Beliefs are Beliefs
One of the reasons the SBNR crowd is critical of religious people is that religious people accept beliefs for which they have no proof. These religious belief systems do not come from experience, but things they were told by others. They may even accept beliefs that have never been stated by any prophet or saint but are simply the opinions of preachers. That, the SBNR folks say, is wrong. They are correct. It is wrong to accept beliefs for which you have no proof and nothing else to make you believe them. Sometimes, however, the only proof we need is that our intuition tells us it is correct. But what about the beliefs of the “Spiritual but Not Religious” crowd? Do they have any more proof of their beliefs? Sorry, but I don’t think they do.
Meditation is the Only Path to Spiritual Awakening
One of the most accepted beliefs among SBNR groups is that the only path to spiritual awakening is through meditation. Not only is meditation absolutely required, but it is also the only thing required. A spiritual life is not possible without it. Further, they profess that if everyone started meditating, anger, jealousy, and other negative thoughts and emotions would completely disappear. If we all meditated, they say, we would all live together in peace and harmony. We would also become very spiritual.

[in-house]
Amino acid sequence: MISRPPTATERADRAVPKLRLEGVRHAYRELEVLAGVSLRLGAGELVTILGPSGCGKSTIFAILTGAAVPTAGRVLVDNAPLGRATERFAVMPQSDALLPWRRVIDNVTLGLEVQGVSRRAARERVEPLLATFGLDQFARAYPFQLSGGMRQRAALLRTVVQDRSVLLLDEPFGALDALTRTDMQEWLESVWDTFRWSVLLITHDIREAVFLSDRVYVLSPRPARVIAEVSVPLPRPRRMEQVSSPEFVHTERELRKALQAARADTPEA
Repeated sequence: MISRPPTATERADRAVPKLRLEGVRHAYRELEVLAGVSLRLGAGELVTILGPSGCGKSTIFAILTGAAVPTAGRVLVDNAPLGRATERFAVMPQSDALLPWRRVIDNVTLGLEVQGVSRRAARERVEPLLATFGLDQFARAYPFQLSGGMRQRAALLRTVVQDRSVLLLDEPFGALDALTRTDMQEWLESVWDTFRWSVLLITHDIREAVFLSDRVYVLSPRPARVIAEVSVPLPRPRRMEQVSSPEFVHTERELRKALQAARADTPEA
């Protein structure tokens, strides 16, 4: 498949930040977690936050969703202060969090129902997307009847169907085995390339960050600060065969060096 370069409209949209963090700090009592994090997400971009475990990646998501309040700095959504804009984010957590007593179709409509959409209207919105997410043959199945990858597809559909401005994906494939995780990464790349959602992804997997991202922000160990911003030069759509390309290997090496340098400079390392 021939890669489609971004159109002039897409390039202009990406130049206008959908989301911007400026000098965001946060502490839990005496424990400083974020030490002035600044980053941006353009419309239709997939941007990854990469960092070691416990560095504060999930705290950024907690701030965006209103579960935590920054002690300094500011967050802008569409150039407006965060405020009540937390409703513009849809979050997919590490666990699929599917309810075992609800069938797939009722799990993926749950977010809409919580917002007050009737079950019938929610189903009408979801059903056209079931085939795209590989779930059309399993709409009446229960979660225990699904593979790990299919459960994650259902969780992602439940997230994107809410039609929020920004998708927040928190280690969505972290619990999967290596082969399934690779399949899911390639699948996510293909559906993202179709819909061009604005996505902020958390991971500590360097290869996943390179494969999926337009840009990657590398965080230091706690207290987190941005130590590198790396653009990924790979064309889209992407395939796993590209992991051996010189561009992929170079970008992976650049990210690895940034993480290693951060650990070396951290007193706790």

But there are countries in the world where a large number of people have been meditating for centuries. They are not more peaceful, spiritual, or otherwise better than countries where few people meditate. Since the Beatles first got Americans interested is meditation, we have seen it grow from a few thousand followers to millions who now practice meditation. Yet the United States has not become more peaceful or loving. It may have become a bit more spiritual, but only a little. So as far as I can see, this is an SBNR belief that is not supported by any real proof.
The typical ancient mystery school had students that studied for several years, if not a lifetime. Do you really think all they learned was meditation? Why did it take them years, while modern meditation is taught in weeks, or even a few days? The answer is that meditation was but one spiritual development method taught, and then a very basic one. It was like a spiritual first-grade. Those schools didn’t end with first grade.
No One Path to Awakening
Another common belief within this movement is that there is no one path to spiritual awakening and enlightenment. Further, they say all paths are the same and we must each find our own. While this is not entirely false, there is little proof that is is true.
Let’s say I want to go from New York to Boston. I could get on a cruise ship to London, then take a train to Rome, then fly to Tokyo, Japan, Then fly to San Francisco, then take a bus to Boston. In possible less than a month, I will be in Boston. Or I could just fly from New York to Boston and be there in an hour or two. Yes, both paths get me to Boston, but one does it so much better. So another SBNR belief that doesn’t seem to have any proof to it yet is widely accepted.
All Religion is the Same
The primary concept of SBNR is that all religions and all churches are the same. They may differ in name and in minor details in their religious traditions, but they are otherwise identical. All churches and religions fail to help you, or even allow you, to develop your own spiritual faculties.